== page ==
One of the practical benefits of sod is its ability to tolerate foot traffic much sooner than seeded lawns. This makes it an excellent choice for areas around pathways, patios, or garden benches where people frequently walk or gather. Within a few weeks, the sod is usually established enough to handle regular use, which means you don’t have to keep these areas off-limits for long. Whether it’s a path leading to a gazebo or a grassy area near a playground, sod allows these spaces to be functional shortly after installation, enhancing the usability of your outdoor areas right away.

Considerations for Preparation

Check the Soil

The soil surrounding trees and landscaping features frequently suffers from compaction or lacks essential nutrients, making it a less than ideal foundation for sod. Before laying sod, it’s critical to assess the soil’s condition. Start by testing the soil’s pH and nutrient levels—this can guide you on what amendments are needed. For soils that are too acidic or alkaline, liming materials or sulfur can be added to adjust the pH to a level suitable for grass.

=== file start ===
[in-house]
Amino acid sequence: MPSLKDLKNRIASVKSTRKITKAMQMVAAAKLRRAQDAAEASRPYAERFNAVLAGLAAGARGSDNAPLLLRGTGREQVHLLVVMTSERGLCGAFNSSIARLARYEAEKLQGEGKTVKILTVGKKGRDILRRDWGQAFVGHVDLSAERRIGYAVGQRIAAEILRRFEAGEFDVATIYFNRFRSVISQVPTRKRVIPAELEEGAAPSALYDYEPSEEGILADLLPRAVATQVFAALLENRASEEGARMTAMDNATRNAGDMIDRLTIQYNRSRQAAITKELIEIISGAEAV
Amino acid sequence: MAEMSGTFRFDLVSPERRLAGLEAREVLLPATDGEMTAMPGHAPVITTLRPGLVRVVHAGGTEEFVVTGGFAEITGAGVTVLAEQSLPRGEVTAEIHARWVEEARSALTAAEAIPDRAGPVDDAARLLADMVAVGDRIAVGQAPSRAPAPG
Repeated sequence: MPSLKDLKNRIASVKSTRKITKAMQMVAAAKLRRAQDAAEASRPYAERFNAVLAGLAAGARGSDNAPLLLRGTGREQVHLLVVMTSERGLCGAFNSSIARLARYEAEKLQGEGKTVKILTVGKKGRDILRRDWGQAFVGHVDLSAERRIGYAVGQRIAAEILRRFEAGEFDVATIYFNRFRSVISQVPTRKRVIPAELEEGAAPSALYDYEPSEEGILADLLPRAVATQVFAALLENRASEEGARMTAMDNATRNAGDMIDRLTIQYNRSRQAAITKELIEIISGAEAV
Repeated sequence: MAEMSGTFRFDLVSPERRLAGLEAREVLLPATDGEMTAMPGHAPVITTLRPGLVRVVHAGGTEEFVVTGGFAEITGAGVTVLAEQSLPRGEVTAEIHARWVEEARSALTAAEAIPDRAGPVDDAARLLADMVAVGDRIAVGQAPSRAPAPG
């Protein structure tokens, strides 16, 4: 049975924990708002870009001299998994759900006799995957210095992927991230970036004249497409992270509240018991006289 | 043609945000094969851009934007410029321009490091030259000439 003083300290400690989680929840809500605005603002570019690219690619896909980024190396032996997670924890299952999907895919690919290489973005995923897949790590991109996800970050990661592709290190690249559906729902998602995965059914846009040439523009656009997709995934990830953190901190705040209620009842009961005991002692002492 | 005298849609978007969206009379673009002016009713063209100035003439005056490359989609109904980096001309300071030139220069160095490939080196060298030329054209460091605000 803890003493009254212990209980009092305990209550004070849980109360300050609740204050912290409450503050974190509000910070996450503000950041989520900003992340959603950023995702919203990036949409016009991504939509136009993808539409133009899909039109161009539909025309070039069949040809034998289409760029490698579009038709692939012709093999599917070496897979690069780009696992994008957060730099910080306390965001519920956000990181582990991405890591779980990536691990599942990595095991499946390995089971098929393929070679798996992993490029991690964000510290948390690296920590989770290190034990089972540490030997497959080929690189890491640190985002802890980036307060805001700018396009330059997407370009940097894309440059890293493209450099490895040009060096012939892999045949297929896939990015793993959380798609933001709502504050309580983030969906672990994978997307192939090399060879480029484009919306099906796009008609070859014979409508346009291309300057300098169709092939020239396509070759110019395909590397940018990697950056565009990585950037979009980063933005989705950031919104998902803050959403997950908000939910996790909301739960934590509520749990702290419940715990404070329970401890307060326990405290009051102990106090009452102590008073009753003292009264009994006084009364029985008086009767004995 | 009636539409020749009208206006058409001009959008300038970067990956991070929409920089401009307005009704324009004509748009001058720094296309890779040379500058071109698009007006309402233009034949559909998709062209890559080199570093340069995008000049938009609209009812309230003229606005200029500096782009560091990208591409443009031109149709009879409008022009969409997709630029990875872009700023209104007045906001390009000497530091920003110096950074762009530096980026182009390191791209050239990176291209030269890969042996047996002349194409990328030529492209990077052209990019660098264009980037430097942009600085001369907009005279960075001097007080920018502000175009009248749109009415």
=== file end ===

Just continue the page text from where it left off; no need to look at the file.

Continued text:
If the soil is nutrient-poor, enriching it with organic matter such as compost or well-rotted manure can boost its fertility and improve its structure, which enhances root growth and water retention. Tilling the soil gently to incorporate these amendments can help, but be careful not to disturb any existing landscape elements or go too deep where tree roots may be present.

Protect Tree Roots

The roots of a tree are vital to its health, providing it with water and nutrients. When preparing to lay sod, it’s important to minimize any disturbance to these roots. Avoid deep tilling or digging around trees, as this can sever roots and stress the tree. Instead, start your soil preparations a few inches away from the trunk—generally, no closer than the drip line, which is the outermost circumference of the tree’s branches.

If you must work near roots, do so cautiously. Use a hand trowel for any close work and gently loosen the soil without cutting into roots. This approach protects the tree while also providing a good base for the sod. Remember, the health of the tree can directly impact the health of your new sod, as a stressed tree may compete more aggressively for water and nutrients.